Lockheed Martin to upgrade F-16 fleet for Turkey
FORT WORTH, Texas, 26 April 2005. The governments of the United States and Turkey signed a Letter of Offer and Acceptance (LOA) for the systems upgrade of Turkish F-16 aircraft at an estimated total value of $1.1 billion.
FORT WORTH, Texas, 26 April 2005. The governments of the United States and Turkey signed a Letter of Offer and Acceptance (LOA) for the systems upgrade of Turkish F-16 aircraft at an estimated total value of $1.1 billion. Lockheed Martin will be the principal contractor for the program.
The upgrade program will create a robust, common avionics configuration for Turkey's fleets of F-16 Block 40 and Block 50 aircraft.
"Turkey is a long-time, valued customer, and we are pleased to be expanding our relationship with them," said June Shrewsbury, vice president, F-16 programs. "The Turkish Air Force is taking advantage of a cost-effective upgrade program to their F-16s. This program is based on a similar approach by the U.S. Air Force; therefore, much of the design and development effort has already been accomplished, and our task will be to address unique aspects of the Turkish configuration. Other countries have expressed interest in a similar upgrade package for their F-16s."
The Turkish configuration being integrated consists of the APG-68(V)9 multimode radar (currently being installed on new Advanced Block 50/52 F-16s), color cockpit displays and recorders, new core avionics processors, the Joint Helmet-Mounted Cueing System, Link 16 data link, advanced interrogator/transponder, integrated precision navigation, a unique electronic warfare system, and compatibility with a number of new weapons and targeting systems.
"The F-16 upgrade is extremely important to Turkey," said Shrewsbury. "The new capabilities will ensure their F-16s remain world-class fighters for many more years. The commonality with the F-16s of the USAF and other allies allows for interoperability in coalition operations as well as logistics advantages. This upgrade also provides a large growth potential, which will allow additional capabilities to be integrated through software changes in conjunction with other F-16 users. Finally, the aircraft modifications are being performed by TUSAS Aerospace Industries, which will help sustain the Turkish industrial base."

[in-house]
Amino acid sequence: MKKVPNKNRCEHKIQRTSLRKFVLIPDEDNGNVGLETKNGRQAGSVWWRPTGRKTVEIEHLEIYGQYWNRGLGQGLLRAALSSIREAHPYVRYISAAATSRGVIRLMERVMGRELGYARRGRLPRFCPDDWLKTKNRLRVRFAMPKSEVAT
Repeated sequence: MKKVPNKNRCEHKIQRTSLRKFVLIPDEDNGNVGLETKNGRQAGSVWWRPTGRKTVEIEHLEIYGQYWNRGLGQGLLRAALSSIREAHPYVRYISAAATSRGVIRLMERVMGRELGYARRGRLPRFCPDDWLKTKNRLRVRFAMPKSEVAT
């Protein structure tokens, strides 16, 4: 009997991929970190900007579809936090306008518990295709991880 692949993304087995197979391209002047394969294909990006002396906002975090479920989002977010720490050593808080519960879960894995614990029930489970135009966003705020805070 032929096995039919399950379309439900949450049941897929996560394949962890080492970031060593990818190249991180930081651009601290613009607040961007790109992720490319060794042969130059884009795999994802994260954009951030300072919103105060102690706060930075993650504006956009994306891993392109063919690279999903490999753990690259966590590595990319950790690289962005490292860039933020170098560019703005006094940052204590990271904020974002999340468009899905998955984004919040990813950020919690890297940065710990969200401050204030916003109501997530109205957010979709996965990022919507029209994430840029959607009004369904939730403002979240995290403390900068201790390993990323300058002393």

The estimated LOA value includes components provided by the worldwide F-16 supplier team. The estimated value of Lockheed Martin's portion is about $800 million, and tasks include the development effort, kit accumulation, technical assistance for kit installation, upgrades to pilot training systems, logistics support and training. Kit installation will be performed by TUSAS Aerospace Industries (by separate agreement) with technical assistance from Lockheed Martin.
This program, titled Peace Onyx III, is being processed as a Foreign Military Sales program through the U.S. government and follows Peace Onyx I (160 new F-16s in late 1980s to mid-1990s) and Peace Onyx II (80 new F-16s in late 1990s). The LOA signature clears the way for contract negotiations to begin with the industry participants. The long-lead contract with Lockheed Martin is expected to be signed in July.
The F-16 is the choice of 24 countries. More than 4,000 aircraft have been delivered worldwide from assembly lines in five countries. The F-16 program has been characterized by unprecedented international cooperation among governments, air forces and aerospace industries. Major upgrades to all F-16 versions are being incorporated to keep the fleet modern and fully supportable over the aircraft's long service life.
Lockheed Martin Aeronautics Co., a business area of Lockheed Martin, is a leader in the design, research and development, systems integration, production and support of advanced military aircraft and related technologies. Its customers include the military services of the United States and allied countries throughout the world. Products include the F-16, F/A-22, F-35 JSF, F-117, C-5, C-130, C-130J, P-3, S-3 and U-2. The company produces major components for the F-2 fighter, and is a co-developer of the C-27J tactical transport and T-50 advanced jet trainer.
Headquartered in Bethesda, Md., Lockheed Martin employs about 130,000 people worldwide and is principally engaged in the research, design, development, manufacture and integration of advanced technology systems, products and services. The corporation reported 2004 sales of $35.5 billion. For more information, see www.lockheedmartin.com.